Writing a book review can be a thankless task, but it is also a great opportunity to engage with scholarship, practice short writing, and develop a critical mind. And heck, you get a free book!
Reviews should be between 750 and 1000 words long, and should conform to the GJFS style guidelines. The book you review may be cited with in-text citations, but outside sources must be in endnotes. Reviewers should submit their drafts with the following listed at the top of the page:
BOOK REVIEW | YOUR NAME [reviewer name]
Full Title of Book [not italicized]
Name of University Press, Year. xii, 208 pp. [number of pages in preface, then number of body text pages]
Books under review must be academic in nature and published within the past two years. Reviewers may propose a book of their choosing or select a book from our book list.
All reviews should give readers a sense of the book’s argument, content, and what it adds to existing literature. Reviewers should consider:
- What is the book about? What is the author trying to argue?
- Who is the intended audience? Who might find this book valuable?
- How does this book compare to others in its subfield?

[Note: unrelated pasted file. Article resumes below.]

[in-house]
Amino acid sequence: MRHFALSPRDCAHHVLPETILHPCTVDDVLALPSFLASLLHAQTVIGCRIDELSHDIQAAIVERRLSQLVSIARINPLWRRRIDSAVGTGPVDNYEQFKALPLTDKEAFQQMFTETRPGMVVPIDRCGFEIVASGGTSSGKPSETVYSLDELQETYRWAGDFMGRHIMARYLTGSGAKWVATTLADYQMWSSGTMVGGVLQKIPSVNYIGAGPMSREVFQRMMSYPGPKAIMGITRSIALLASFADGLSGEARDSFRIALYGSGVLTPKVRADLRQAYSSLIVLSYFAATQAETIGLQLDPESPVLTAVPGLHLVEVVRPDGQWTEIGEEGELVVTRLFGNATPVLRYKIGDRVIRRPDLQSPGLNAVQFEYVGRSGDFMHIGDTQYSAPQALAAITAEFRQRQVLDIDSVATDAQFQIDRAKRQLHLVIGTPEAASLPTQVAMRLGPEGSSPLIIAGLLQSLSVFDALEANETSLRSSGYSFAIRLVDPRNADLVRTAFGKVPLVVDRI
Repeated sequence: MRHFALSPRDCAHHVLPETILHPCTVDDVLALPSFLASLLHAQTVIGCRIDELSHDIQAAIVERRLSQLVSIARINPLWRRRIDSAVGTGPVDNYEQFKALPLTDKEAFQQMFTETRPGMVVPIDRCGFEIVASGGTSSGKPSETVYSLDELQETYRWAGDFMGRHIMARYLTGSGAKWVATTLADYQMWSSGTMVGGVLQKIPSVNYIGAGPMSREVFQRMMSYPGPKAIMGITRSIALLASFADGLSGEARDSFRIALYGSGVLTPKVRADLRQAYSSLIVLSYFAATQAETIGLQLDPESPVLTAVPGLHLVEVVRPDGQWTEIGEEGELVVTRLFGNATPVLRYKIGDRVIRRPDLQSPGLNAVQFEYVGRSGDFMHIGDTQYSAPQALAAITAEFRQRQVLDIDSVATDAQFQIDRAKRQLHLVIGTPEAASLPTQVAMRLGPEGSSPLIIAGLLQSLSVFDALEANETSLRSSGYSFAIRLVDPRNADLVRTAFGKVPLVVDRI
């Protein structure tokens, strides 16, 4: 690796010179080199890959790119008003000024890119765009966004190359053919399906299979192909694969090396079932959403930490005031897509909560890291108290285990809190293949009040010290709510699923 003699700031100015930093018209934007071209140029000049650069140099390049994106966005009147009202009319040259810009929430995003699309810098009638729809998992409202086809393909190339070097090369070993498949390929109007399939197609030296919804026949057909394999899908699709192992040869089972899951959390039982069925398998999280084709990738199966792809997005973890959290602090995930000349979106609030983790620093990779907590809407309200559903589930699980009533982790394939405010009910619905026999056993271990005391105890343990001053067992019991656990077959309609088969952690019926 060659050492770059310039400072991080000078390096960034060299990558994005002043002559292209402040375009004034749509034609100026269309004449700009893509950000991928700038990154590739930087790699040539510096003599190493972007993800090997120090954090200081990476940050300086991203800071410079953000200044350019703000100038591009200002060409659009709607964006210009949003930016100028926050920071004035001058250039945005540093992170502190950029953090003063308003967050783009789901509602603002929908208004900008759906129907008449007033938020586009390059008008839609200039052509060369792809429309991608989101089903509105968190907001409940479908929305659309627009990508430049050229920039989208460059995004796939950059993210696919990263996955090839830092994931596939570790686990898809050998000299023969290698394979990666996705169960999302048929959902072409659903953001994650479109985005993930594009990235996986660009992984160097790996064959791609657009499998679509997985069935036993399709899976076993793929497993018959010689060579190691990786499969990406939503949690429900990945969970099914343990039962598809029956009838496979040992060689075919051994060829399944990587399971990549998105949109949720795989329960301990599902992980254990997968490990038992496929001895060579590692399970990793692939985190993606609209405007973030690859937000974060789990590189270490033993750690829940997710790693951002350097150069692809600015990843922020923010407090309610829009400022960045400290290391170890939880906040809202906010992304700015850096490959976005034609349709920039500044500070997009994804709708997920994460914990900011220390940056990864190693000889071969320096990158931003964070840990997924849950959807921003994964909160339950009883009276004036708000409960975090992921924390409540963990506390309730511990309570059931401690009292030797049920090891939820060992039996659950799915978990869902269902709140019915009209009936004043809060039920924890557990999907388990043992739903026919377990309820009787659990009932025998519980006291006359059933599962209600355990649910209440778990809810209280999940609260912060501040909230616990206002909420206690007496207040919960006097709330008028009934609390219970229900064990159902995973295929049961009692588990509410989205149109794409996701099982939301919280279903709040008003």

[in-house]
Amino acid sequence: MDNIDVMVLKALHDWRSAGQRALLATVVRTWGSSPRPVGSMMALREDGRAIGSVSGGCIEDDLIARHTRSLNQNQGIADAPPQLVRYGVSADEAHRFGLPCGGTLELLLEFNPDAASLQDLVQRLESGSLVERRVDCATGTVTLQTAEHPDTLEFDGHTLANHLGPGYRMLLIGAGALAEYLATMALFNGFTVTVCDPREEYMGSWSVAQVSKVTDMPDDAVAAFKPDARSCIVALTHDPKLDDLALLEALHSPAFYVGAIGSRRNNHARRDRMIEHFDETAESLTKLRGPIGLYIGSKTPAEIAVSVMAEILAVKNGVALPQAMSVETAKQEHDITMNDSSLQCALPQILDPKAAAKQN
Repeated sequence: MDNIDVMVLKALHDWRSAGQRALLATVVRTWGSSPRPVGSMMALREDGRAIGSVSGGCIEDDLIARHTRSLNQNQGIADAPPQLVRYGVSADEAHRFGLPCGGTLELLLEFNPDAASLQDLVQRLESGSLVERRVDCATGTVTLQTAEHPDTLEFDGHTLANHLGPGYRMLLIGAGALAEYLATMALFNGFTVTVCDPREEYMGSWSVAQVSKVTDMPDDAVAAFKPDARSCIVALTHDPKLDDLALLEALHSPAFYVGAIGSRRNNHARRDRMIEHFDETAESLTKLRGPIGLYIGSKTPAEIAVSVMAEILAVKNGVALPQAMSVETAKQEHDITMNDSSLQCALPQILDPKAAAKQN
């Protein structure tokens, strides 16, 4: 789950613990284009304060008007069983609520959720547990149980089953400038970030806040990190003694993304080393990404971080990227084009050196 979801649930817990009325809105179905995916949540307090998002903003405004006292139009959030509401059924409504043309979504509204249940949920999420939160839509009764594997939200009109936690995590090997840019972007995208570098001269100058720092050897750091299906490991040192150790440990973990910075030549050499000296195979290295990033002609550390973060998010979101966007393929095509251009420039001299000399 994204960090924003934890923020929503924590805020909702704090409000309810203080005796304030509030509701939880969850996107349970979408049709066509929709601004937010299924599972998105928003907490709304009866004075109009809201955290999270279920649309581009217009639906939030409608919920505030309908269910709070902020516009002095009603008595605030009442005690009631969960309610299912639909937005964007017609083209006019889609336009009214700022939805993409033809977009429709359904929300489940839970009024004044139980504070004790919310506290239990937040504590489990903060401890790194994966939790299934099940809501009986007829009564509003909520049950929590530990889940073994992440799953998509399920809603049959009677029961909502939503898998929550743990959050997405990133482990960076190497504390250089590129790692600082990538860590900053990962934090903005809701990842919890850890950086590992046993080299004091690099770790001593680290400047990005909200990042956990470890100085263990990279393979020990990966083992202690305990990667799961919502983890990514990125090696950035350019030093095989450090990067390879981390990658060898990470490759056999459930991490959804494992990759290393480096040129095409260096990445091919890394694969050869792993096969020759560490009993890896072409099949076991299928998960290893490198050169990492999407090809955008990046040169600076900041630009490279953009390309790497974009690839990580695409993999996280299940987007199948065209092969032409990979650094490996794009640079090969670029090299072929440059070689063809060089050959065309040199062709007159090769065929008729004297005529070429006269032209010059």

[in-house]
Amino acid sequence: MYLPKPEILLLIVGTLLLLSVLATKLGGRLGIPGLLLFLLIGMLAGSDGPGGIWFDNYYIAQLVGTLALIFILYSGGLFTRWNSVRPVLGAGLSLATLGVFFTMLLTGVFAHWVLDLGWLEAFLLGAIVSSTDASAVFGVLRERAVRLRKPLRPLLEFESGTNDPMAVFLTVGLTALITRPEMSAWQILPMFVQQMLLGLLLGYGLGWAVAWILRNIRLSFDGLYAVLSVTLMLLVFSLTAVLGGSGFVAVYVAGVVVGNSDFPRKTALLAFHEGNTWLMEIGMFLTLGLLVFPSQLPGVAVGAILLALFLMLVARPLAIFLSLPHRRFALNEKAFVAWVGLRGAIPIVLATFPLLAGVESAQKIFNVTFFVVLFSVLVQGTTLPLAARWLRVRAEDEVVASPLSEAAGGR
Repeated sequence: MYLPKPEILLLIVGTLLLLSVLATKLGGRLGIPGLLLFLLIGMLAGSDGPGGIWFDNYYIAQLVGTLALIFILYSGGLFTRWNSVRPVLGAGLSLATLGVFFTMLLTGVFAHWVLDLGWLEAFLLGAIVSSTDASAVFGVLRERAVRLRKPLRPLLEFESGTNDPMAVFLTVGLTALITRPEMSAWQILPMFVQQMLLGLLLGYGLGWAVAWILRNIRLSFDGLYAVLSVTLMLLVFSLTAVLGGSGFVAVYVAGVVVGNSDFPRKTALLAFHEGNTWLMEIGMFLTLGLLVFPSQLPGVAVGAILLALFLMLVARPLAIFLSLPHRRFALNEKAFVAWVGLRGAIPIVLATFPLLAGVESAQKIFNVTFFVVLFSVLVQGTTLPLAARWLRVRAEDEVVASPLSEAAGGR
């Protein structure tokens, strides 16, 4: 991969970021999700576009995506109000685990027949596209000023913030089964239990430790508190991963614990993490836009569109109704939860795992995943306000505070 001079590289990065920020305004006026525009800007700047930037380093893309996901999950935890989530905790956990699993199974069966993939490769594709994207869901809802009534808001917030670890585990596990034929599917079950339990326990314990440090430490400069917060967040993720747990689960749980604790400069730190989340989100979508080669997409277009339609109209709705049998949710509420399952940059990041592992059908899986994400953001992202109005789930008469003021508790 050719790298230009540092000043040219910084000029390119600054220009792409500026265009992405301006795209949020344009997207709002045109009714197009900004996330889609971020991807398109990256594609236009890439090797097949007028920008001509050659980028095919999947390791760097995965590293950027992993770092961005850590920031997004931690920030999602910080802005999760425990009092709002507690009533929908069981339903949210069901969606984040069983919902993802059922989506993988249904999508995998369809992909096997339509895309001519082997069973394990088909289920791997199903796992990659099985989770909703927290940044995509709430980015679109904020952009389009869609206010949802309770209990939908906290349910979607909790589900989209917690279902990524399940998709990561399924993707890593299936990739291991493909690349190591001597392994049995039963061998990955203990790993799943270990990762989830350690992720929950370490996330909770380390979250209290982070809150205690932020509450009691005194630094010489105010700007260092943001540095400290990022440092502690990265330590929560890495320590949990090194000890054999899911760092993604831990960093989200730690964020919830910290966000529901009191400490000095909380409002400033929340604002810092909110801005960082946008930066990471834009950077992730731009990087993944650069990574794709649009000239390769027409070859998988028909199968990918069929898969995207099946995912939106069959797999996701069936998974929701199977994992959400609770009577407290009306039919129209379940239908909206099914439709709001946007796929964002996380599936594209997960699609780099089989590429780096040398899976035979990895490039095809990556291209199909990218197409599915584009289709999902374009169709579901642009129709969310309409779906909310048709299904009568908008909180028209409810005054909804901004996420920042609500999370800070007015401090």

- Is the book successful in the author’s aims? Is it original? How can it be improved?
- Were the additional materials (suggested reading, glossary, appendices) useful?
It is difficult to answer these questions in fewer than 1000 words, so take notes as you read, make an outline for your review, and edit until your text is as concise as possible. The most successful reviews tend to give a short, general summary of what the book is about, focus on two or three original concepts, and end with a critique of its successes and shortcomings.
Reviewers should quote the book very sparingly, two to three times at most. Every quote must add value to the review that the writer’s own words cannot. Discussing the logic behind the structure of the book can be very valuable, but describing the table of contents is not.
Critique is necessary for a good review. It demonstrates ability to think critically about academic literature and evaluate it within the context of its field. However, all critique should be delivered in a balanced, fair, objective way. Write as if the author is reading, and you want to impress her.
We want writing a book review for this journal to be a constructive, painless, and maybe even fun process. If you are not sure what to write, just take a stab at your first draft. Our team will work with you through a few drafts to ensure that your writing is at its best before we publish it.
If you have any questions or need help during writing process, please contact our Reviews Editor, Clara Hanson, at reviews AT graduatefoodassociation DOT org.
©Copyright 2015 by the Graduate Association for Food Studies.